America must take steps now to sustain its energy dominance
In recent weeks, global energy markets have been whipsawed. Reacting to a “triple whammy” of suppressed demand from the coronavirus-induced economic freeze, an oversupply of about 10 million barrels per day on the world market, and a price war between Saudi Arabia and Russia, oil prices have plummeted from around $60 per barrel to less than $20 at times. Pain has been especially acute in the U.S. oil patch where both majors and independents, along with oil field service companies, have fired or furloughed thousands of employees. In the Permian Basin of West Texas, the rig count is down and bankruptcies are up. Every exploration and production company is trimming its capital budget, while lease sales have come to a virtual halt.
Does this mean the end of U.S. energy dominance? Will the shale revolution that has made us the world’s No. 1 oil- and gas-producing country grind to a halt? Will we revert to becoming a net energy importer instead of a net exporter? Let’s hope not. But in the face of economic and political uncertainties, a number of initiatives and policy changes today could help sustain our energy industry and keep us globally competitive tomorrow.
First, President Trump and others must convince Saudi Arabia and Russia that they’re playing a negative-sum game in which everyone — including America — loses. Yes, both countries have sizable financial reserves that can cushion the blow from low oil prices. But those resources would be better allocated to diversifying their economies.
Here at home, we need to think long term. Oil and gas aren’t going away, at least for the next 50 to 60 years. Once the global economy starts to recover from the coronavirus, the demand for energy will grow quickly. To ensure America is able to meet that growing demand we should use this downtime to improve the infrastructure for transporting and processing our oil and gas resources. For example, in recent years serious mid-stream bottlenecks have occurred in the Permian because of a lack of pipeline takeaway capacity.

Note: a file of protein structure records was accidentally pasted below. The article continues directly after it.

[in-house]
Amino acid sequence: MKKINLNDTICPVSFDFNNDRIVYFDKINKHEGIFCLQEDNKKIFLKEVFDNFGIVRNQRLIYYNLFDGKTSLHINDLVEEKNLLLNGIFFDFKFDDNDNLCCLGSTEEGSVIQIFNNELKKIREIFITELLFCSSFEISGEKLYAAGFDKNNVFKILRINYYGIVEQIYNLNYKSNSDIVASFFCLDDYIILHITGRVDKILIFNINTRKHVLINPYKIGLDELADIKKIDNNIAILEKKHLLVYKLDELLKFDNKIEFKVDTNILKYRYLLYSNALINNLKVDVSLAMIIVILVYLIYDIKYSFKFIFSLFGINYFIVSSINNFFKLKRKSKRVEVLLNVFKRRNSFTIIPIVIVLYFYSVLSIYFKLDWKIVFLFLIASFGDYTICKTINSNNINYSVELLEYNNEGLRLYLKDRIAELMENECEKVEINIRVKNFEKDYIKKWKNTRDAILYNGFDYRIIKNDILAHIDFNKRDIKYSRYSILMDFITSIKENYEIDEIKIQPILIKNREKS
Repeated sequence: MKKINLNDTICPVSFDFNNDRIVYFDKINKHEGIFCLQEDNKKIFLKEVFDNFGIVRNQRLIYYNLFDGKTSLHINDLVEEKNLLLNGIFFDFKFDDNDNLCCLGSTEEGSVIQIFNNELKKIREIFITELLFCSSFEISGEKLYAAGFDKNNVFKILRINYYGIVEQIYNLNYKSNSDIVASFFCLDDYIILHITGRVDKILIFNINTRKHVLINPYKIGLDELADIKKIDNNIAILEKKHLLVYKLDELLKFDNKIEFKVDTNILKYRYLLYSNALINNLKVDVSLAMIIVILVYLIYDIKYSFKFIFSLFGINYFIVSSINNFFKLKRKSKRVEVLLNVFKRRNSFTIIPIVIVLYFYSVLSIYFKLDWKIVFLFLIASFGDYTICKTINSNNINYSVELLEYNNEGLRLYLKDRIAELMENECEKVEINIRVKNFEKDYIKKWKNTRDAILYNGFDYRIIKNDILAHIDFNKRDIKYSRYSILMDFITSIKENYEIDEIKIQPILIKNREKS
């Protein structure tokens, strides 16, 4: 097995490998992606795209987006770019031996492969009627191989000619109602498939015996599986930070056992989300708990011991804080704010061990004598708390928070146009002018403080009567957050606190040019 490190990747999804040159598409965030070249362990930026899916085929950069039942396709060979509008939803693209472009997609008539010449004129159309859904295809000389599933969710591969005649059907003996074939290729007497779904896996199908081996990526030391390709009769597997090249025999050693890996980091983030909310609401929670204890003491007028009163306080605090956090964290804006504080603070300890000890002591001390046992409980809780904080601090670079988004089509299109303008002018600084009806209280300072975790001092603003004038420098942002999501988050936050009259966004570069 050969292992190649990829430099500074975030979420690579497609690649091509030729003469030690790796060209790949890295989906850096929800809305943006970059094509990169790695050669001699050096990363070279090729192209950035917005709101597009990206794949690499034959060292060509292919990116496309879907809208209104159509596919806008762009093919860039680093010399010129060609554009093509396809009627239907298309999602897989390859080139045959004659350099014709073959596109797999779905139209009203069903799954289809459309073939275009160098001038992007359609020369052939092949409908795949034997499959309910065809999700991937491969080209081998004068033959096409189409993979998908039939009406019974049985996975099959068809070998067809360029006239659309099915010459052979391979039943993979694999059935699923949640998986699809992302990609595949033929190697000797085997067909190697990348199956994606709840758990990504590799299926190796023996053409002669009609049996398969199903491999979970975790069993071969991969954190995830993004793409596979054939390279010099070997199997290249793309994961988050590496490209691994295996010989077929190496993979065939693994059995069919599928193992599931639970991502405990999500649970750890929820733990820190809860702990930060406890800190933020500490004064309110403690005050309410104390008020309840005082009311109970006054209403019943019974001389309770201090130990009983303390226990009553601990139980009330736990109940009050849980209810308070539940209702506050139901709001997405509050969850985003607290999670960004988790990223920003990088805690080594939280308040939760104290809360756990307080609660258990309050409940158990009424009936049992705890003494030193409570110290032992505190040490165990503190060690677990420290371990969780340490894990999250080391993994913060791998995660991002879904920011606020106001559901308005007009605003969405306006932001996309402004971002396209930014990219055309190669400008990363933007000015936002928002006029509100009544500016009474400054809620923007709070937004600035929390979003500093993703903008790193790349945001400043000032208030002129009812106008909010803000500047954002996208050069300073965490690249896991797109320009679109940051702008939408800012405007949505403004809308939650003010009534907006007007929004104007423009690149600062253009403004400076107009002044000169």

Similarly, as production of natural gas has surged in the Marcellus and Utica shales of the Northeast, investment in pipeline infrastructure has lagged. Consequently, Marcellus gas sells at up to a 50 percent discount to the national benchmark at Henry Hub while New England relies heavily on imported liquefied natural gas (LNG), sometimes from Russia. Expediting the issuance of state and federal construction permits can help unclog these chokepoints.
The same is true for LNG facilities and export terminals. LNG demand is projected to reach 500 million tons per year within a decade, with Asia the leading customer. This means permitting and building additional LNG trains and related infrastructure so U.S. producers can capture a substantial share of that market. Here again, regulations should be streamlined to expedite the construction of these facilities.
Revising the Jones Act can also help America’s energy producers and consumers. This law, which has been around for 100 years, requires that all goods shipped between U.S. ports must be transported on ships that are built in the U.S., owned by U.S. companies, and operated by U.S. citizens or permanent residents under the U.S. flag. However, the average cost of operating a U.S.-flagged vessel is almost three times greater than a foreign-flagged vessel.
What’s more, there are no LNG carriers compliant with the Jones Act. Thus, consumers in the Northeast can’t import abundant and inexpensive gas in liquefied form from ports in the Gulf of Mexico. Moving oil is another expensive logistical nightmare for domestic producers since it’s actually cheaper to ship oil to northeastern ports from Nigeria and Saudi Arabia than from the Gulf Coast.
Contrary to some popular commentary, the current coronavirus-related energy debacle does not signal the end of the fossil fuel era. The global economy will recover, as will the demand for oil and gas. That’s why it’s important to take steps today to retain America’s No. 1 position in the future.
Bernard L. Weinstein is associate director of the Maguire Energy Institute and adjunct professor of business economics in the Cox School of Business at Southern Methodist University.
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